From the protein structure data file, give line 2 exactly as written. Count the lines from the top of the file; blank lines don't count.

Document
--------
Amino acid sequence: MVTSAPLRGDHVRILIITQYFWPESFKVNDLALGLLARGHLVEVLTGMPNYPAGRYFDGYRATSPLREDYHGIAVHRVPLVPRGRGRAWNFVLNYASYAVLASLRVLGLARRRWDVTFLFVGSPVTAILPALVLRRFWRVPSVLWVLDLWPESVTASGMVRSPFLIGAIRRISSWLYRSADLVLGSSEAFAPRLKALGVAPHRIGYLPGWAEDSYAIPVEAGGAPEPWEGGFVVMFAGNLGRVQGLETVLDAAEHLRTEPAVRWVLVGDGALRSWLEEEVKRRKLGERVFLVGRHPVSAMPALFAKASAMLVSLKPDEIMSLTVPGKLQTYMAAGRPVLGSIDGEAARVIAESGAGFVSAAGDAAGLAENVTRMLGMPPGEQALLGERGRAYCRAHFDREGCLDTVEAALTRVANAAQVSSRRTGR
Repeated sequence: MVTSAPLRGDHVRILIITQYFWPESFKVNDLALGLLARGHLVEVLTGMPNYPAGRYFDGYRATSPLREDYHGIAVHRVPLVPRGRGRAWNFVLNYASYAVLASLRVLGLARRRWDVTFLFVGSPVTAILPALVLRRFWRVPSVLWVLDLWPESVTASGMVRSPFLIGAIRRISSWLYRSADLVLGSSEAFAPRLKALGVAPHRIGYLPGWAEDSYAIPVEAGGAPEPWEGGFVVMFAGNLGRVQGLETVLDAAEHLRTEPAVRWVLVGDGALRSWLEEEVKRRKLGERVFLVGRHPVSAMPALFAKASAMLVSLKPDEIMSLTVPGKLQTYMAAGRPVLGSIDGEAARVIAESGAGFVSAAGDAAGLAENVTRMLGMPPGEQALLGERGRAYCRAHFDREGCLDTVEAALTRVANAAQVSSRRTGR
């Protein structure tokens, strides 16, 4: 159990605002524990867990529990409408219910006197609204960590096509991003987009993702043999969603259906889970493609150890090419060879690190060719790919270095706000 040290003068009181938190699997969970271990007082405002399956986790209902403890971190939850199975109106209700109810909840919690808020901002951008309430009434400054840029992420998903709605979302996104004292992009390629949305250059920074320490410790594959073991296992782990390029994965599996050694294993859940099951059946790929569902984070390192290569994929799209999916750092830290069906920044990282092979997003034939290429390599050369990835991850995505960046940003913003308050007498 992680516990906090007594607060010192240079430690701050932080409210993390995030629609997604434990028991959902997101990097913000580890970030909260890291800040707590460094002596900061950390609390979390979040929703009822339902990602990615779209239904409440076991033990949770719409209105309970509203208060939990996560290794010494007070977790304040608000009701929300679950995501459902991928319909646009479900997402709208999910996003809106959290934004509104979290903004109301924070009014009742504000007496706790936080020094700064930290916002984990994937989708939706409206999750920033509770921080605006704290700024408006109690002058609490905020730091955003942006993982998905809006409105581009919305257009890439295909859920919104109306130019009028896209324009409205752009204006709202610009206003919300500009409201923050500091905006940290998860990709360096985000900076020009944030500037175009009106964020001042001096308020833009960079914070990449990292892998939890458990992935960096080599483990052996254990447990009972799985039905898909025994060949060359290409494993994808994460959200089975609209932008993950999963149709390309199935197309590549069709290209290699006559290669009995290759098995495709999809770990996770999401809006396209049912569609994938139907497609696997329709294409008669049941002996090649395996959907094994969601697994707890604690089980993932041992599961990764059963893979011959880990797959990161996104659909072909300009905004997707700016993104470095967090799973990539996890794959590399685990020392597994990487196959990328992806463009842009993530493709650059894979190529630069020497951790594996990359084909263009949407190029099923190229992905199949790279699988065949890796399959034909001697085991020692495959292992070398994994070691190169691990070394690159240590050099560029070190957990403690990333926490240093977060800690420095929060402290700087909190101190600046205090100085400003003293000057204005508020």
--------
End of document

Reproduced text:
Repeated sequence: MVTSAPLRGDHVRILIITQYFWPESFKVNDLALGLLARGHLVEVLTGMPNYPAGRYFDGYRATSPLREDYHGIAVHRVPLVPRGRGRAWNFVLNYASYAVLASLRVLGLARRRWDVTFLFVGSPVTAILPALVLRRFWRVPSVLWVLDLWPESVTASGMVRSPFLIGAIRRISSWLYRSADLVLGSSEAFAPRLKALGVAPHRIGYLPGWAEDSYAIPVEAGGAPEPWEGGFVVMFAGNLGRVQGLETVLDAAEHLRTEPAVRWVLVGDGALRSWLEEEVKRRKLGERVFLVGRHPVSAMPALFAKASAMLVSLKPDEIMSLTVPGKLQTYMAAGRPVLGSIDGEAARVIAESGAGFVSAAGDAAGLAENVTRMLGMPPGEQALLGERGRAYCRAHFDREGCLDTVEAALTRVANAAQVSSRRTGR